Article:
covering burma and southeast asia
Thursday, November 15, 2018


By The Irrawaddy Thursday, January 1, 1998

(Page 9 of 27)

The ministers made a conscious choice to blatantly ignore the wishes of the overwhelming majority of Burma’s citizens,” the ABSDF said in statement.

It said the decision had perfectly portrayed the reality of the “unconstructive engagement” policy of the Asean towards the Burmese people and their aspirations for democracy, and the realisation of human rights.

Slorc dampens birthday celebrations for Suu Kyi

Burmese military police prevented about a hundred of Aung San Suu Kyi’s supporters from visiting her Rangoon home to celebrate her 52nd birthday.

However, about 20 of Suu Kyi’s relatives and aides were allowed into her compound for a quiet ceremony in which she offered food to five Buddhist monks, a traditional merit-making ritual.

Asean agrees to Burma’s entry

Asean announced its decision to admit its final three members — Burma, Cambodia and Laos — in July, reaffirming their belief that this best serves regional and international interests.

The Asean foreign ministers hailed their controversial decision to “complete” the grouping, by expanding it to bring all 10 Southeast Asian nations into its fold, but critics warned that further repression was likely in Burma as a result.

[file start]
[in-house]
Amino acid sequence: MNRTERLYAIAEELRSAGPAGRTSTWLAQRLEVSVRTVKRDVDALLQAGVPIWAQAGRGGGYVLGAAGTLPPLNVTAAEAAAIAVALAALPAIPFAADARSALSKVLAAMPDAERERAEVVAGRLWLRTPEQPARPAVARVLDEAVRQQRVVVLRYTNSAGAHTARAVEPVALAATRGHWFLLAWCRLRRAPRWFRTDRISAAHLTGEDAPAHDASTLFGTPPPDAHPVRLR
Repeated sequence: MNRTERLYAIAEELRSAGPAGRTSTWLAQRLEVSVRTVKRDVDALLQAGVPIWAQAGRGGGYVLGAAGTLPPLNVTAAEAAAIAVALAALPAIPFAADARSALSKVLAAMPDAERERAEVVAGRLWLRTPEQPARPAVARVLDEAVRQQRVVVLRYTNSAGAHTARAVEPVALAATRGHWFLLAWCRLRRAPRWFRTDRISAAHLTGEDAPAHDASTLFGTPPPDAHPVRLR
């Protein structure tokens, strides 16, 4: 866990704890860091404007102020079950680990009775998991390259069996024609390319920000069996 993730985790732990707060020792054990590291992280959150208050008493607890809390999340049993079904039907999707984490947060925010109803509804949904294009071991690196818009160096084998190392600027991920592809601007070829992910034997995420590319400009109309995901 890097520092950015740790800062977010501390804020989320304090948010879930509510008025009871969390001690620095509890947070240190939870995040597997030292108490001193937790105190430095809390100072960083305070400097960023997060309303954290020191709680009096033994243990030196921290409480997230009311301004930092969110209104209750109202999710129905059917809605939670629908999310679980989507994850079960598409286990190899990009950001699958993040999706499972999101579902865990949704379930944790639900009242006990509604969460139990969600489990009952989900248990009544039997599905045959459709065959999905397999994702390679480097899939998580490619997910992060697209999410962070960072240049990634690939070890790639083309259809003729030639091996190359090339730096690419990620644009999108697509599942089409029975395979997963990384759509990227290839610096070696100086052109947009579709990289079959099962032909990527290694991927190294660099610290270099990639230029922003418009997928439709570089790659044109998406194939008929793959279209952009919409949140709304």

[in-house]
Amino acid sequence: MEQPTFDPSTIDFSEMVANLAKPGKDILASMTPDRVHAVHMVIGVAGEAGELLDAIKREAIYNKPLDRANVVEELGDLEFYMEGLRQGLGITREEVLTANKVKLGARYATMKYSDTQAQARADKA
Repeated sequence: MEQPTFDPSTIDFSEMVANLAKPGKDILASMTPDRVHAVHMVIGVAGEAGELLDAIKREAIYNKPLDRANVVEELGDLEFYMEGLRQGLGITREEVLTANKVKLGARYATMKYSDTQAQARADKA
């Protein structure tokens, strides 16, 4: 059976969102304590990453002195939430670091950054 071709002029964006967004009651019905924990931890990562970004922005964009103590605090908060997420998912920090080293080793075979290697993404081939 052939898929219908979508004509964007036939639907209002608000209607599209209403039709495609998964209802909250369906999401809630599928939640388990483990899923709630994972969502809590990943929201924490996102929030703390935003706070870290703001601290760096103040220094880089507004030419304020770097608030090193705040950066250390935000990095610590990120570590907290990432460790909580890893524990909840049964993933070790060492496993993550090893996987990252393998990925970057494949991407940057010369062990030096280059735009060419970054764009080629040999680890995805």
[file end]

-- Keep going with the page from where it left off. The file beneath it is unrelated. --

The decision was made on the recommendation of the Asean Secretariat, which reported in detail on the three countries’ readiness to fulfill all technical requirements and economic and non-economic commitments of membership.

Malaysian Foreign Minister Abdullah Ahmad Badawi, chairman of the Asean Standing Committee, said the three new members would be given 10 years, beginning in 1998, to join the Asean Free Trade Area (AFTA).

NYC joins action to punish firms with Burma links

New York City became the eleventh US city to impose sanctions on Burma, as Mayor Rudy Giuliani signed a law barring contracts with companies operating in the country.

“We want to see major changes in Burma,” Giuliani said, describing conditions there as “beyond what the human conscience can tolerate.”

Critics of the junta have long viewed such a ban in New York City, the US financial capital and seat of the United Nations, as a major symbolic victory.

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